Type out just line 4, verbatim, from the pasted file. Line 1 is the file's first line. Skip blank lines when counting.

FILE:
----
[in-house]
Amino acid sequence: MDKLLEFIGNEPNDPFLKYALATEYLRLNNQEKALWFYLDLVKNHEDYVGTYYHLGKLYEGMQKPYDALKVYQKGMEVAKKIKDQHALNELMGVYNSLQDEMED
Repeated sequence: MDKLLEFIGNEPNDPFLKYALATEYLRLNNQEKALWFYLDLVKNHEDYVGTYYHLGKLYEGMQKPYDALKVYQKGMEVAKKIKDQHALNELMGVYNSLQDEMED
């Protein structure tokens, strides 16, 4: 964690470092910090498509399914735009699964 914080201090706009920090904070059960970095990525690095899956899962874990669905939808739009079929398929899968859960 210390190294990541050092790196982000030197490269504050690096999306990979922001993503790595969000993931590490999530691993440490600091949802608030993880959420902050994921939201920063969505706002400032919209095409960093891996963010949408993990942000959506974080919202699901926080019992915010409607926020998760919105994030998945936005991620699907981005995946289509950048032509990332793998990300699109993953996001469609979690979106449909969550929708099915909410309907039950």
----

């Protein structure tokens, strides 16, 4: 964690470092910090498509399914735009699964 914080201090706009920090904070059960970095990525690095899956899962874990669905939808739009079929398929899968859960 210390190294990541050092790196982000030197490269504050690096999306990979922001993503790595969000993931590490999530691993440490600091949802608030993880959420902050994921939201920063969505706002400032919209095409960093891996963010949408993990942000959506974080919202699901926080019992915010409607926020998760919105994030998945936005991620699907981005995946289509950048032509990332793998990300699109993953996001469609979690979106449909969550929708099915909410309907039950």